- The US Firm will pay the dues to nearly 600 H-1B employees
- A large number of them are highly-skilled Indian IT professionals
- H-1B visa, popular among Indian IT professionals, is non-immigrant visa
An American employment service company has agreed to pay USD 1.1 million in back wages to nearly 600 H-1B employees, a large number of whom are highly-skilled Indian IT professionals.
This follows an investigation by the Department of Labour's Wage and Hour Division which found that Populus Group failed to pay H-1B employees required wages when worksites were shut down for holidays.
In addition to paying the back wages, Populus Group - based in Troy, Michigan - will review past and current payroll records to ensure compliance with programme requirements.
In all, 594 H-1B employees will receive their back wages, an official statement said.
"The intent of the H-1B foreign labour certification programme is to help American companies find the highly skilled talent they need when they can prove that a shortage of US workers exists," said Wage and Hour District Director Timolin Mitchell in Detroit, Michigan.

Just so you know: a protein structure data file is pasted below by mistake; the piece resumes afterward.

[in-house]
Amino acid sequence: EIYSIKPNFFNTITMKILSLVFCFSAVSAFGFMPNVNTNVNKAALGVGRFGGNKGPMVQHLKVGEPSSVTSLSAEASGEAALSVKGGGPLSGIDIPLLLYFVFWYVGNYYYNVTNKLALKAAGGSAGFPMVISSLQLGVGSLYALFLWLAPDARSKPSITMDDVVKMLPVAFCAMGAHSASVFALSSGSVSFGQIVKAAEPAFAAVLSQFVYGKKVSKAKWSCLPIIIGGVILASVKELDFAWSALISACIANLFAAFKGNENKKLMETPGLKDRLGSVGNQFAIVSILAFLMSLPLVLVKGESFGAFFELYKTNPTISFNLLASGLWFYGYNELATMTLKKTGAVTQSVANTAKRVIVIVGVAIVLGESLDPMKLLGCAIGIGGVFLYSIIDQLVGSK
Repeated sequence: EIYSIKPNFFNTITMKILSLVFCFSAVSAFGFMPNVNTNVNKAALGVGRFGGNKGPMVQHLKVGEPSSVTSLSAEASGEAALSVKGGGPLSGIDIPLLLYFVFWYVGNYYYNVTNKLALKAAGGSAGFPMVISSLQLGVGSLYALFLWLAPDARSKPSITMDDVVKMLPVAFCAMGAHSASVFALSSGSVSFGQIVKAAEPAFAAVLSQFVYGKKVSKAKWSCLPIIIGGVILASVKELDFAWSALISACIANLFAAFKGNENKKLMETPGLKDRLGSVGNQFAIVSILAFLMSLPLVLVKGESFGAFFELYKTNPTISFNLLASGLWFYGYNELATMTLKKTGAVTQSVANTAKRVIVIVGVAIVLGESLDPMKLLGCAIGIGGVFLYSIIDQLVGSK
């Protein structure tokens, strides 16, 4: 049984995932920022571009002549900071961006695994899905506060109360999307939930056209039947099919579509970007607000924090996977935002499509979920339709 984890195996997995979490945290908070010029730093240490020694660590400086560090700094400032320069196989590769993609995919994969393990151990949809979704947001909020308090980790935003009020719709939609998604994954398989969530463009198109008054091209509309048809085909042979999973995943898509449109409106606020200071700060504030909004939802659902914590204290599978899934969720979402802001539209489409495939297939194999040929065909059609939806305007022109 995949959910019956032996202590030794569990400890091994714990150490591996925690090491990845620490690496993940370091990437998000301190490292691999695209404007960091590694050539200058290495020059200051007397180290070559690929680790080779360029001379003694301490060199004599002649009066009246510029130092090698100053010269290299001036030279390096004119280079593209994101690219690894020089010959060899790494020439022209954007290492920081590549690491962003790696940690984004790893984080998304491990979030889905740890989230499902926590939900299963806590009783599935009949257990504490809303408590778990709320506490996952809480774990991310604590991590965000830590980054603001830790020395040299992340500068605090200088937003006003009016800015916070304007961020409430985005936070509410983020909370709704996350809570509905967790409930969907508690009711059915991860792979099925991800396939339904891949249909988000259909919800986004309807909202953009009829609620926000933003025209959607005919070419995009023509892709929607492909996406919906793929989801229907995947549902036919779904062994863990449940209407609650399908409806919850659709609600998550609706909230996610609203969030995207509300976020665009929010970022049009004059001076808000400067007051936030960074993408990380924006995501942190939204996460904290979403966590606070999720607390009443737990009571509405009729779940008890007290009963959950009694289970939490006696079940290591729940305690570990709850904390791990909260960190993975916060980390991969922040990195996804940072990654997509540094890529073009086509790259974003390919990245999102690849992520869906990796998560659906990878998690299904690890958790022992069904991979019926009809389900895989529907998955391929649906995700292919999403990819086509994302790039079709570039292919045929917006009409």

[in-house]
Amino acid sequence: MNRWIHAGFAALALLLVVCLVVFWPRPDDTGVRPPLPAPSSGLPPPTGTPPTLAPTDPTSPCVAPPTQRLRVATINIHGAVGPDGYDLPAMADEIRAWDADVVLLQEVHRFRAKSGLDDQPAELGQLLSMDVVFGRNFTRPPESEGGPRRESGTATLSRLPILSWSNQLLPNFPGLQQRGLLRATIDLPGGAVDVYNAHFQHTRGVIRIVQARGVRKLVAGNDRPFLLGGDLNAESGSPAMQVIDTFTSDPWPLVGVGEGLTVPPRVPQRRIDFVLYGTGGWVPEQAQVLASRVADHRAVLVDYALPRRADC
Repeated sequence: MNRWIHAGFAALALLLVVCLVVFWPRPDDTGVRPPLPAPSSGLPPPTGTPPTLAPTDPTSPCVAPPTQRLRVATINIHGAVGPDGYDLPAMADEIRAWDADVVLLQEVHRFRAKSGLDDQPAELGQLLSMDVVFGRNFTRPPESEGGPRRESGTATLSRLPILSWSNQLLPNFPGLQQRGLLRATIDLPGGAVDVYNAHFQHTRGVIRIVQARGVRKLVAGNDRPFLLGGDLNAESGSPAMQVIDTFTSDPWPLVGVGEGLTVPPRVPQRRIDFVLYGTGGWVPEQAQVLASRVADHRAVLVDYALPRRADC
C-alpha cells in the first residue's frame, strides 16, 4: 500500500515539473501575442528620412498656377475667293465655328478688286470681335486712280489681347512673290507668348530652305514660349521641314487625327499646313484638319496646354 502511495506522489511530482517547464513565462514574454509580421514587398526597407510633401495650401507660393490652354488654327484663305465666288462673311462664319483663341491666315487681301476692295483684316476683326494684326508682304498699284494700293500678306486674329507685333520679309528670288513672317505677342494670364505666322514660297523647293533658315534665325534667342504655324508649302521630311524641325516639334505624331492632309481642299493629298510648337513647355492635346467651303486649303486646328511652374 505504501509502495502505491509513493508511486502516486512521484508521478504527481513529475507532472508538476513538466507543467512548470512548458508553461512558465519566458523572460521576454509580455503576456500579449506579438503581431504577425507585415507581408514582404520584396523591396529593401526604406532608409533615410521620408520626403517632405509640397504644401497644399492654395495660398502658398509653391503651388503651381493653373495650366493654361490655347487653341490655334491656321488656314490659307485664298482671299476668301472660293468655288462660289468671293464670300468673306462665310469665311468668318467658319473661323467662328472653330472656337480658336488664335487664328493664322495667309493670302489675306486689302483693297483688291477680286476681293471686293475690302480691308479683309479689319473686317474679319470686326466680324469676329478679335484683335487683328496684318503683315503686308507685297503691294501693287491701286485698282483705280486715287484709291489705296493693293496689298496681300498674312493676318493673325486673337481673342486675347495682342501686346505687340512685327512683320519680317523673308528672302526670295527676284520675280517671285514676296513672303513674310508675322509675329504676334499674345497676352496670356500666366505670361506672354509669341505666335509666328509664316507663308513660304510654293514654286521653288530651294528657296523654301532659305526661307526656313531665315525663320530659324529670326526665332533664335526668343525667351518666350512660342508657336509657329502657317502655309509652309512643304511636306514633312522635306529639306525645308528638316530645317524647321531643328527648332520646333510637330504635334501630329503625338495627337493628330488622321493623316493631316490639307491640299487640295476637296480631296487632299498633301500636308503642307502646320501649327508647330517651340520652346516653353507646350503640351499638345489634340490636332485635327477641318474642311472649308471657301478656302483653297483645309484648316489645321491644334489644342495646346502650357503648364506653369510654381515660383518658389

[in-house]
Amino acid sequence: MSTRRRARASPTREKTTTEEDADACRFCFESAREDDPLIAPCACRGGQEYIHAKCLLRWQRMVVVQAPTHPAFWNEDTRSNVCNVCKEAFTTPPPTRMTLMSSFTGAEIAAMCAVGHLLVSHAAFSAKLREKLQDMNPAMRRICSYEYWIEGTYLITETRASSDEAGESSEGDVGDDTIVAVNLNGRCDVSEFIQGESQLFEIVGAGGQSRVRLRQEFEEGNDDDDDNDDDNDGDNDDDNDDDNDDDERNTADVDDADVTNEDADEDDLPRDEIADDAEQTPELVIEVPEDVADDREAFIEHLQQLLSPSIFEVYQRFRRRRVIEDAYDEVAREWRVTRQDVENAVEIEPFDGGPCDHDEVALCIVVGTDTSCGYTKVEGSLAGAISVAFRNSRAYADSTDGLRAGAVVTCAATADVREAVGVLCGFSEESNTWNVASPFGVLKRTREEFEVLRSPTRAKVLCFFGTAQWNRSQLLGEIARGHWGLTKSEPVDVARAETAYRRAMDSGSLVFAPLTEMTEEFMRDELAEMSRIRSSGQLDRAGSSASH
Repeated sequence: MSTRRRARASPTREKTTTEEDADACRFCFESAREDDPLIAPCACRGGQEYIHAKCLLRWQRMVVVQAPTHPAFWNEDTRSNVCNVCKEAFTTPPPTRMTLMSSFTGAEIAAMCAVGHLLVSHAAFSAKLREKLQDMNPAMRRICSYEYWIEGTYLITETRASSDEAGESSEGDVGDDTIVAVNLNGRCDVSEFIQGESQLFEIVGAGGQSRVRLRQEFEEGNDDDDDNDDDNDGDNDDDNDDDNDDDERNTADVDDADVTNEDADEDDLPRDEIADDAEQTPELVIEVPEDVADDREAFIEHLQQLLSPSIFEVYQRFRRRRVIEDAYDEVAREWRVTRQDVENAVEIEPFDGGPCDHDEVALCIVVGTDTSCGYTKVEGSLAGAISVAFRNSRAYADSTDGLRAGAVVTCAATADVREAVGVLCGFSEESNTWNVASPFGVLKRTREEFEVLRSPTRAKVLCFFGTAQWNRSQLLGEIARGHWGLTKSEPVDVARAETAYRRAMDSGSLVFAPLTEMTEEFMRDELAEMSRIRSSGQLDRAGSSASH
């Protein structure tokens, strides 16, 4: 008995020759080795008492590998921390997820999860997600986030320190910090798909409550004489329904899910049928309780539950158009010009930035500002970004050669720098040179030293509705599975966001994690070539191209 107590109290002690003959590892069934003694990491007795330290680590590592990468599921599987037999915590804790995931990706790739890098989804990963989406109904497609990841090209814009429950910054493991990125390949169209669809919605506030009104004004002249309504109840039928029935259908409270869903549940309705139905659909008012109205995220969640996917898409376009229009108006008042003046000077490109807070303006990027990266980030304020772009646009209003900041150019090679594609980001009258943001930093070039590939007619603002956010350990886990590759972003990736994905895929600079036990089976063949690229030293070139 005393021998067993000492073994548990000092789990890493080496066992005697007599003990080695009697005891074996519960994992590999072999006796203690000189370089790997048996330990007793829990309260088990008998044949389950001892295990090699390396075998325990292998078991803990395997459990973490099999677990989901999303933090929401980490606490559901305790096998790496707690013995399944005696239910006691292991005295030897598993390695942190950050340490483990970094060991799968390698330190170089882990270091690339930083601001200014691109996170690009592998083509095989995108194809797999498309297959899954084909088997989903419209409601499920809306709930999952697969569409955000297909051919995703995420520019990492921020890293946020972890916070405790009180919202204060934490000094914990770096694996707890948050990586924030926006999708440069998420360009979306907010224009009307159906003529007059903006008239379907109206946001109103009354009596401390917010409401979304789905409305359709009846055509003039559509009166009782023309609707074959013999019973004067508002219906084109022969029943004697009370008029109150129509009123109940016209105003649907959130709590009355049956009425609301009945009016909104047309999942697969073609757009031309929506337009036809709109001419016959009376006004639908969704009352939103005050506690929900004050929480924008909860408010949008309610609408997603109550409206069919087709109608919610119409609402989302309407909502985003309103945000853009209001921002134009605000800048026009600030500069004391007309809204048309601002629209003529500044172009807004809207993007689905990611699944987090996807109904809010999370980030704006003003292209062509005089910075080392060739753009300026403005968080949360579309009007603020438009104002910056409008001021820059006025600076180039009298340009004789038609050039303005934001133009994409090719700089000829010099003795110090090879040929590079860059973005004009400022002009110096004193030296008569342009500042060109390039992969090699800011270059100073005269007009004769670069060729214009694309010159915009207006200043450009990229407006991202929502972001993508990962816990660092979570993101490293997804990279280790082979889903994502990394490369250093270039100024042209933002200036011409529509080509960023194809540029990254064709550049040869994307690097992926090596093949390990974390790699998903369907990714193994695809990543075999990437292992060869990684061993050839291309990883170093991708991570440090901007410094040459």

"The resolution of this case demonstrates our commitment to safeguard American jobs, level the playing field for law-abiding employers, and ensure no one is being paid less than they are legally owed," he said.
The law establishes certain standards in order to protect similarly employed US workers from being adversely affected by the employment of the non-immigrant workers, as well as to protect the H-1B non-immigrant workers.
Employers must attest to the department that they will pay wages to the H-1B non-immigrant workers at least equal to the actual wage paid by the employer to other workers with similar experience and qualifications for the job in question, or the prevailing wage for the occupation in the area of intended employment - whichever is greater, the official said in a statement.
The H-1B visa, popular among Indian IT professionals, is a non-immigrant visa that allows US companies to employ foreign workers in speciality occupations that require theoretical or technical expertise.